Feeds:
Posts
Comments

Posts Tagged ‘USA’

Our Seattle ferry cruise had taken us from Elliot Bay in downtown Seattle, up along the Puget Sound Coast to Shilshole Bay where we entered Lake Washington Shipping Canal.

Screen Shot 2016-04-05 at 6.06.27 AM.png

Now we had to get through the Chittendon locks to raise our ferry up to the level of the lakes. Our final destination for this day was the docks at the south end of Lake Union.

P1150460.JPG

I always have a sense of anticipation when approaching locks. These locks were built in 1917 … at the time creating the largest locks in North American enabling passage between two bodies of water of different levels.

P1150461.JPG

When given our all clear, we sailed into the lock, tied off, water was pumped in through tubes at the bottom of the lock as we gradually rose to the lake water level… a difference of about 20 feet. The ship canal project began in 1911 and was officially completed in 1934.

P1150465.JPG

Gate opens, ferry unties and we sail on through to the next stage of our cruise. It all takes about 15 minutes. It’s somewhat amazing to think that something like this stills exists in this day and age, but it works as it has done for a hundred years.

P1150468.JPG

And on the other side we came to a busy small shipping area.

P1150469.JPG

All types of marine transport were tied up in the safety of the canal.

P1150474.JPG

Another bridge across the canal.

P1150476.JPG

One of the many dry docks used for ship maintenance.

P1150478.JPG

A newly painted fishing boat ready to go back out into the sound.

P1150479.JPG

Tug boats to assist the bigger ships negotiate the canal.

P1150483.JPG

And yet more bridges… the higher traffic bridge and a colourful train bridge.

P1150484.JPG

Not all homes along the canal are inviting! This reminded us that in every city, there are those who do it tough in whatever shelter they can find.

P1150489.JPG

Its always fascinating to look up to the superstructures of bridges, built to take millions of cars and trucks a year safely across the canal. Spare a thought for those who built them.

P1150495.JPG

Gas Works Park is a large public access space on the northern side of Lake Union. It contains the remnants of the sole remaining coal gasification plant in the US… a plant that operated from 1906 to 1956. In 1962 the City of Seattle bought the plant and opened the park to the public in 1975.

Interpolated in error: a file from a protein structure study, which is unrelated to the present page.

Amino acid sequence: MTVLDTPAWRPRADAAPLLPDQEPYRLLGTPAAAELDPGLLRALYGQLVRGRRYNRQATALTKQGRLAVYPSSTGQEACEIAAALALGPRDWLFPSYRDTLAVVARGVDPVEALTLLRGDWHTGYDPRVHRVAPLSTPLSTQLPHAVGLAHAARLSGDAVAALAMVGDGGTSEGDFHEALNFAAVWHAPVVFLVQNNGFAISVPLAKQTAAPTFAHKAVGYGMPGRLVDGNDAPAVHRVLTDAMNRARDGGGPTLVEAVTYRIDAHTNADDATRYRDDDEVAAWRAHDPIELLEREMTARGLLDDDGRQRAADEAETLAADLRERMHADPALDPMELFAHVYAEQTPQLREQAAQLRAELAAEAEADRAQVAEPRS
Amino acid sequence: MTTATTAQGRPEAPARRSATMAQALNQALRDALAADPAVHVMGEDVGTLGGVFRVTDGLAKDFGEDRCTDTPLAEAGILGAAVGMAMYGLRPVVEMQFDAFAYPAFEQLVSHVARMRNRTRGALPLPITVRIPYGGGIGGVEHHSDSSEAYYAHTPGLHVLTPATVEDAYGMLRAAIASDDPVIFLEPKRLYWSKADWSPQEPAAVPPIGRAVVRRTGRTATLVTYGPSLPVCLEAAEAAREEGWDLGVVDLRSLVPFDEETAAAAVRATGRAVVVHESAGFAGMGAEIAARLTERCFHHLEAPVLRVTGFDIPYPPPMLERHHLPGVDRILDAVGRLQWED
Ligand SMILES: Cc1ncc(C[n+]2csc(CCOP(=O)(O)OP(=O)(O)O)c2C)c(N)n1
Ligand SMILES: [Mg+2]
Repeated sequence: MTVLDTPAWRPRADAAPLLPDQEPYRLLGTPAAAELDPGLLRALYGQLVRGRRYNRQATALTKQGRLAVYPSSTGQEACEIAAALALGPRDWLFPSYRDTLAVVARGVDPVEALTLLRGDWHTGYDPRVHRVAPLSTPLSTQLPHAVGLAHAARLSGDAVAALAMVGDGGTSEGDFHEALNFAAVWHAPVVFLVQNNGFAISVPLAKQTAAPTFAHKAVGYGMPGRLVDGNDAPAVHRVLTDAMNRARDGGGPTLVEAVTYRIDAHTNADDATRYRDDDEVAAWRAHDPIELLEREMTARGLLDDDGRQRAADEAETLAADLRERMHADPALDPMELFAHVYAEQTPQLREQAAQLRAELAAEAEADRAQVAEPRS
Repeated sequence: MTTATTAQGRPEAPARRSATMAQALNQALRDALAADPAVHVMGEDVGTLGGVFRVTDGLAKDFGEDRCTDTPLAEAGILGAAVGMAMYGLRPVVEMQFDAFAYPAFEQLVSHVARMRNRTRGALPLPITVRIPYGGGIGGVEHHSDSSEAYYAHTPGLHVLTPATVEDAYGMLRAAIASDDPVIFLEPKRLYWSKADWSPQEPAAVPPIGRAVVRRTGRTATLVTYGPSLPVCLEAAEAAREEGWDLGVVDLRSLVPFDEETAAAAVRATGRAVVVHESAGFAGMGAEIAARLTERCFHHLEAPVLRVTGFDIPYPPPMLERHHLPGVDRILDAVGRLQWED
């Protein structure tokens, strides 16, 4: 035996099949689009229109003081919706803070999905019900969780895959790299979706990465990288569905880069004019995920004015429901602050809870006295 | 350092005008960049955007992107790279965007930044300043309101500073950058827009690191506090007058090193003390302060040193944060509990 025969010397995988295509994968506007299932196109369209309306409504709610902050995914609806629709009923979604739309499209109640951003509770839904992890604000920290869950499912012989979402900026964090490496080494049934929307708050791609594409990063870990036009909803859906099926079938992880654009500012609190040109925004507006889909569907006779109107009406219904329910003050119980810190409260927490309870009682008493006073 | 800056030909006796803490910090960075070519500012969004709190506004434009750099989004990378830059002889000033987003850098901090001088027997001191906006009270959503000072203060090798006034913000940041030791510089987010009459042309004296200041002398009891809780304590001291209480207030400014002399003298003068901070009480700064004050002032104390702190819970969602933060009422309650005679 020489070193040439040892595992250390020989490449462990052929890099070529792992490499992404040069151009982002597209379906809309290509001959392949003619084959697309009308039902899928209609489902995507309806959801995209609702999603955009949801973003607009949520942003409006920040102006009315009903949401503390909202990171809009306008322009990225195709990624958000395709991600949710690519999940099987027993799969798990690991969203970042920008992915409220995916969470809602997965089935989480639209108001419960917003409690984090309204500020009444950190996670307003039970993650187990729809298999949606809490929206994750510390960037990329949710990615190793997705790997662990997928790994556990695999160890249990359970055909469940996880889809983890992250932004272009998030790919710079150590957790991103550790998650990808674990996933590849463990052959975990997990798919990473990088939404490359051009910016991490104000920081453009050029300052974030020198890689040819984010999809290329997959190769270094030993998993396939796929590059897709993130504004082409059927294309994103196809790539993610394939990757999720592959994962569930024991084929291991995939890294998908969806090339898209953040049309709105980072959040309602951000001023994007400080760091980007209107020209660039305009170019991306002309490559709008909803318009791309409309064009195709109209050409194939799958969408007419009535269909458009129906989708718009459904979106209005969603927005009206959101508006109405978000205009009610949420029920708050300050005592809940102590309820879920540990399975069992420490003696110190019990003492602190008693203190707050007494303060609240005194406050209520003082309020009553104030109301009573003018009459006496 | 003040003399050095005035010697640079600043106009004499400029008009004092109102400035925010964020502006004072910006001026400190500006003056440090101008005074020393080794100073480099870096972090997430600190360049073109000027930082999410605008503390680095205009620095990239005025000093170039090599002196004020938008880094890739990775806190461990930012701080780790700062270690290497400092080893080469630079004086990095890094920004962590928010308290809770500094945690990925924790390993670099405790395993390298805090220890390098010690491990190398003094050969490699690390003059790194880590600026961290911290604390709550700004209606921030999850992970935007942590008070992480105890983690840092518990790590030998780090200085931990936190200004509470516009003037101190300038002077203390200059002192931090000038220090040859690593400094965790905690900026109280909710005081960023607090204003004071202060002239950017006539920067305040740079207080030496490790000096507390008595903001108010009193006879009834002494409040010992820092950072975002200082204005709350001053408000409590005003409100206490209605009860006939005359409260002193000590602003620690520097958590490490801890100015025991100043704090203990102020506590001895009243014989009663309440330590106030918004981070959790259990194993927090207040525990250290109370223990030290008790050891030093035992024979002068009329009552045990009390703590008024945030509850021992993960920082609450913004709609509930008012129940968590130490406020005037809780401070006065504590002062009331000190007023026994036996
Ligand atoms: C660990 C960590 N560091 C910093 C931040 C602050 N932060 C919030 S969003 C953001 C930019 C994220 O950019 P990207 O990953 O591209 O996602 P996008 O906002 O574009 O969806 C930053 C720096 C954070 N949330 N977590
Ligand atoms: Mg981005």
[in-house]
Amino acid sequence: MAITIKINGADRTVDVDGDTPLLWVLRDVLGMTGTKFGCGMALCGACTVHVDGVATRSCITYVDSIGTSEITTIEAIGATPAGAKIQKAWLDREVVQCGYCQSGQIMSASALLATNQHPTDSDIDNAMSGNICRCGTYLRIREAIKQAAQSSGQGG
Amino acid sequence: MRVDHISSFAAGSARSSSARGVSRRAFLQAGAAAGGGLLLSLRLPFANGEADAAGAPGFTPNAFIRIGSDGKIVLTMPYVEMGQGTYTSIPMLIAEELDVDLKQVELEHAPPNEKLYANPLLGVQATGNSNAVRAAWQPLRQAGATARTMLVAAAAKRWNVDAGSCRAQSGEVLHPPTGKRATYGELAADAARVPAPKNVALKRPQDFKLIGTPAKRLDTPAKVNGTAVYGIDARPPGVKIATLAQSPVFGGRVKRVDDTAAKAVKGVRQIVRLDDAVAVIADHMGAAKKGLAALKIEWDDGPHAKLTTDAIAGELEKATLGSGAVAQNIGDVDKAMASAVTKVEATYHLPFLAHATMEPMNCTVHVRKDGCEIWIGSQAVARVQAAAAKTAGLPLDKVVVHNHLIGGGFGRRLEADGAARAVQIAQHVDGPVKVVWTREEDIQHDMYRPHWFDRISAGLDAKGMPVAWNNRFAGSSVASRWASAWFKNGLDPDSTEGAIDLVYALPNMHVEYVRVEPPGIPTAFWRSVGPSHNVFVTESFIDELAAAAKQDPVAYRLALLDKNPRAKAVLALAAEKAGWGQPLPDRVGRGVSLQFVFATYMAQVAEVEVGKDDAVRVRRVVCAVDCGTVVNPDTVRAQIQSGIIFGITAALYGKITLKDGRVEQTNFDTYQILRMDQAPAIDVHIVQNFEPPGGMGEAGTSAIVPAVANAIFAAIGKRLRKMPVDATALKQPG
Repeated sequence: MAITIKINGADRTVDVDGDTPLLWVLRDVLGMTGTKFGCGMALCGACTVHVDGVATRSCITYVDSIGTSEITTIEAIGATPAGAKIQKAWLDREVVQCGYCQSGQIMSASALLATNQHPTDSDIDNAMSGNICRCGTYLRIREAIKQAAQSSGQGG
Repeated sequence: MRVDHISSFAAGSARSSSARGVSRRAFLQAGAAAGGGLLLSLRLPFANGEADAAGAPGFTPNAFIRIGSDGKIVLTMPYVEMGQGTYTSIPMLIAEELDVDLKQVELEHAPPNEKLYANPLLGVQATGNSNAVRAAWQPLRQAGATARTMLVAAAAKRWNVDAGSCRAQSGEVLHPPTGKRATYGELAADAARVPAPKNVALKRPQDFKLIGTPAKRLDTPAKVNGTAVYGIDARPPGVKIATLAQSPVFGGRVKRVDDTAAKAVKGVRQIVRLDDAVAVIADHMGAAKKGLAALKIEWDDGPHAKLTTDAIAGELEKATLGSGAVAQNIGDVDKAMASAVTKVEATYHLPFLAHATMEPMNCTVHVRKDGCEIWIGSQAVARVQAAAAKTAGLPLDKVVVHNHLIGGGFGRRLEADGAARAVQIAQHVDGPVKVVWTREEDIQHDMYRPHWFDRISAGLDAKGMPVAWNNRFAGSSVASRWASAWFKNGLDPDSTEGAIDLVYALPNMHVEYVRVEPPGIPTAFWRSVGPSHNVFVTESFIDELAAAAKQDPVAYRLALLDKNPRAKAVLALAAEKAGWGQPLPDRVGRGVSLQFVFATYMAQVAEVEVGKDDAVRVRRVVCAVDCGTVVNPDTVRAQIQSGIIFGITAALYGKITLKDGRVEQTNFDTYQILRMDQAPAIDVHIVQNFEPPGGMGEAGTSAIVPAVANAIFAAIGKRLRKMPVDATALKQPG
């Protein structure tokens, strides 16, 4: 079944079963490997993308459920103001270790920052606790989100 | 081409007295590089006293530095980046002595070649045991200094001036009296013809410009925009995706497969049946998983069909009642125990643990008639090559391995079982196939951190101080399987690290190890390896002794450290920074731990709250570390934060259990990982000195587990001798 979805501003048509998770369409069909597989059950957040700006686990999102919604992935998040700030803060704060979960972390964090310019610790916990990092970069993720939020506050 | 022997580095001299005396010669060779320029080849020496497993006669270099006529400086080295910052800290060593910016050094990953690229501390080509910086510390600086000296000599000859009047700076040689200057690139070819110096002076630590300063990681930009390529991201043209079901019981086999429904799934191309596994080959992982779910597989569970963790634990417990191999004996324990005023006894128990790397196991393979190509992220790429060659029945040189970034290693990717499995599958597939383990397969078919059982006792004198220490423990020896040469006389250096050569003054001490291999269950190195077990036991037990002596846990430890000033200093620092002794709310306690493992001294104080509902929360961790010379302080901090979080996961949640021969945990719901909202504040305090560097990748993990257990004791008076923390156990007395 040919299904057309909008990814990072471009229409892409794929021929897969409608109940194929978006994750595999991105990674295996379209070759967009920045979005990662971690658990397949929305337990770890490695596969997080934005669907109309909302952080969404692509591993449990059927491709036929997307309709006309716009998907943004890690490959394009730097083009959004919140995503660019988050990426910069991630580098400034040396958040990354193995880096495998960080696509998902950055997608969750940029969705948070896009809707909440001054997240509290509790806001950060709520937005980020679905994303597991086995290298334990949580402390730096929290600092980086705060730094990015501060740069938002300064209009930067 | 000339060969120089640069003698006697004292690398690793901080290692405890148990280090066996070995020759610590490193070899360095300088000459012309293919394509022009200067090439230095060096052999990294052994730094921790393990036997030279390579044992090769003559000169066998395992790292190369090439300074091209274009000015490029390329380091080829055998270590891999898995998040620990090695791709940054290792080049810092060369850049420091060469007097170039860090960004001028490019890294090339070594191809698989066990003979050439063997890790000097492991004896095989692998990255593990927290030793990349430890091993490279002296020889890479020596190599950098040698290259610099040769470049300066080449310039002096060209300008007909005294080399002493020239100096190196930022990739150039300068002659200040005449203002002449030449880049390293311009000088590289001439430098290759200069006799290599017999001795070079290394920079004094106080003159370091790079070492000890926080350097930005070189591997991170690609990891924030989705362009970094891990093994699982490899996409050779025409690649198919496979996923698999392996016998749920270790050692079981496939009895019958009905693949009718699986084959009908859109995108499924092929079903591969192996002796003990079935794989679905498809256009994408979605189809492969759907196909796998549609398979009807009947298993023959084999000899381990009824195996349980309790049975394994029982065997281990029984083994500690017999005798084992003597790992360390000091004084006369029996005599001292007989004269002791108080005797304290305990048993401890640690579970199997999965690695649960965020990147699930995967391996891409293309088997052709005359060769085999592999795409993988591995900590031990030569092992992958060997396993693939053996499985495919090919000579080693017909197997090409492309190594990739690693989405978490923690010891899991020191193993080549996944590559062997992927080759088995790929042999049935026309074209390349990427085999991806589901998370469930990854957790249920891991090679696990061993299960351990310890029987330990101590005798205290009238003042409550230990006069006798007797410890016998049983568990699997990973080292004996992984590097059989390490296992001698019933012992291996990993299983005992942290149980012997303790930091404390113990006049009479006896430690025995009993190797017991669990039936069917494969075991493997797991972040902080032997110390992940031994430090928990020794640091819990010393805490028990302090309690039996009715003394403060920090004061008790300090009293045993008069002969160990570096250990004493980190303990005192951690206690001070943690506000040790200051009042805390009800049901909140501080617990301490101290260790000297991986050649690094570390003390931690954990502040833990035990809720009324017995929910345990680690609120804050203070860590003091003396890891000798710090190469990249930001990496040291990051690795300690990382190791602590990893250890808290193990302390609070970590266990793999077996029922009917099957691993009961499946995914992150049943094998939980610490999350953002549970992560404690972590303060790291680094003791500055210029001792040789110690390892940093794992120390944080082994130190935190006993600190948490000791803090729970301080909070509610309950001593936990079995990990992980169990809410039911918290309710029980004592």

P1150497.JPG

As we cruised up the length of Lake Union, several sea planes flew overhead. They are an important link between Seattle and the islands including Vancouver Island in Canada.

P1150504.JPG

A fascinating feature of Lake Union are the number of floating homes.  They come in all shapes and sizes, some virtually indistinguishable from those built on land. While these home owners don’t pay real estate taxes, they do have to pay pay dock fees.

P1150505.JPG

This floating home community is one of only a few in the United States… I know of one across the bay from San Francisco.  Floating homes evoke a sense of romance and these, along the banks of Lake Union and Portege Bay, do offer a unique lifestyle. We were told that here, for the most part, neighbours are friendly and community minded and there’s a never ending kaleidoscope of things to watch such as wildlife, boats and seaplanes.

P1150513.JPG

As we approached our dock at the end of our cruise, a seaplane prepared for takeoff.

P1150515.JPG

Maybe it was going to Vancouver Island… that’s where we will go in the next post.

Jennie and David

All photographs copyright © JT  and DY  of  jtdytravels

If you enjoy these armchair travels, please pass our site onto others

www.jtdytravels.com

more of our travel stories and photos can be found on

www.dymusings.com

More of our travel photos are on

www.flickr.com/photos/jtdytravels

 

 

 

 

 

 

Read Full Post »

Seattle was having its hottest start to July ever (2015) so we took to the water as a somewhat cooler alternative to walking the hot streets.